Friday, November 21, 2008

"A girly version of The Lost Boys"

Richard Roeper: Critic of the undead

Robert Pattinson in 'Twilight' sure to draw legions of teen girls
by Richard Roeper

This weekend, millions of teenage girls across this great land will flock to movie theaters to swoon over the suddenly famous Robert Pattinson, who stars as a vampire with brooding good looks, a permanently tilted head and well-gelled hair in the much-anticipated "Twilight."

Much-anticipated if you're a 14-year-old girl, that is. I can't imagine any grown man, or any woman past a certain age, eagerly anticipating this movie — but given the volume of Twilight books sold by Stephenie Meyer, I guess the fan base must extend beyond the tween girl crowd.

I found "Twilight" to be a stylish, overwrought, S-L-O-W and extremely girly version of "The Lost Boys," without the two Coreys and the rocking soundtrack. It's positively dreamy, I tell ya. I'll take an episode of the raunchy, bloody and trippy "True Blood" on HBO any time.

Article continued here . . .


Anonymous said...

Roeper forgot to mention that "The Lost Boys" wasn't that good of a movie in the first place.

If vampires were real and teenagers could be vampires, what in heaven's name would they be doing still going to high school? Don't any of their teachers notice that they never age? What are they doing, entering their 25th year of senior year? Doesn't the school board notice?

Dracula was a soldier in his previous life as a human being but he you don't see him showing up for drill.

Scott said...

"If vampires were real and teenagers could be vampires, what in heaven's name would they be doing still going to high school?"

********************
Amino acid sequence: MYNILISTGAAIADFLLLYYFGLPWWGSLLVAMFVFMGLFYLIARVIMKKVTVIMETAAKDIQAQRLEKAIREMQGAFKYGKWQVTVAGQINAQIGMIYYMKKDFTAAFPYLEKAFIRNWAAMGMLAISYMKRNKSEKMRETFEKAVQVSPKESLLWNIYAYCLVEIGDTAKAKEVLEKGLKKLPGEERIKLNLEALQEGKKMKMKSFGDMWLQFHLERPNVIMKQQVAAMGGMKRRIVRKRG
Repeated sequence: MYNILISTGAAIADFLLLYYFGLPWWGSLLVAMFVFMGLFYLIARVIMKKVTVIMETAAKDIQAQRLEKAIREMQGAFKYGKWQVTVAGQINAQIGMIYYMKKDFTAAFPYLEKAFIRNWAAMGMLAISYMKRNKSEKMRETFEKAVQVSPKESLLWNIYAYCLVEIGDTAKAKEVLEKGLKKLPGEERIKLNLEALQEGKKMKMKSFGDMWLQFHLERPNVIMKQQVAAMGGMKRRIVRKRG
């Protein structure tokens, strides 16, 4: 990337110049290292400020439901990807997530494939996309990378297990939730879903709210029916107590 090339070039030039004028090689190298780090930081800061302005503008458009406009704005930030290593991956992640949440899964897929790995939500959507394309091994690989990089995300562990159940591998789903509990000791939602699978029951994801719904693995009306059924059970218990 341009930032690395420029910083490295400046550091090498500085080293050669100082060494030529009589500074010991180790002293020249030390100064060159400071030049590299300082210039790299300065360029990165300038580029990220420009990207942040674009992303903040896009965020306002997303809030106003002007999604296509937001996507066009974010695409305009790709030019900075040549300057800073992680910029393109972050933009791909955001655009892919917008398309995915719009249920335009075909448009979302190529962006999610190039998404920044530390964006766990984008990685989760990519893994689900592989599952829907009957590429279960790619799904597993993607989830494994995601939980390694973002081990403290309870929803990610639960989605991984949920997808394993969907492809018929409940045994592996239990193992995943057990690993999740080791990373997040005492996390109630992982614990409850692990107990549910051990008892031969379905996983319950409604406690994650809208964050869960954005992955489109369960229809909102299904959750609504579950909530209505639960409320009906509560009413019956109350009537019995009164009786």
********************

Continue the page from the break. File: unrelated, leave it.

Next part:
I suspect that once you are willing to believe that "vampires were real," you can be expected to suspend a bit more disbelief.

But I used to have the same type of questions about Batman. If he always wears his Bat-suit underneath his regular clothes--as he often does in the comics, but not in the movies--what does he do with his clothes when he becomes Batman? Does he wear his Bat-shoes underneath his regular shoes? And isn't the utility belt a bit bulky? And where does he hide the cape, does he fold it up and store it in the utility belt?

I would think that probably 99% of the time he went out he did NOT turn into Batman. Then he would get sick of always dressing in the Bat-suit just in case something happened and then that ONE time he decided to do this, the Joker showed up and he wasn't ready . . .

So yes, I have thought about some of these logical inconsistencies, but I have come to terms with them.

Anonymous said...

I love the zinger one reviewer of the movie up with: "These aren't vampires. These are fairies!"

Americans marvel at some of the bizarre images in animated Japanese pornography, like women being raped by aliens or sex with demons.

I admit that is more than a little strange but how much stranger is that than a whole series of books and a movie about wanting to bed a teenage vampire?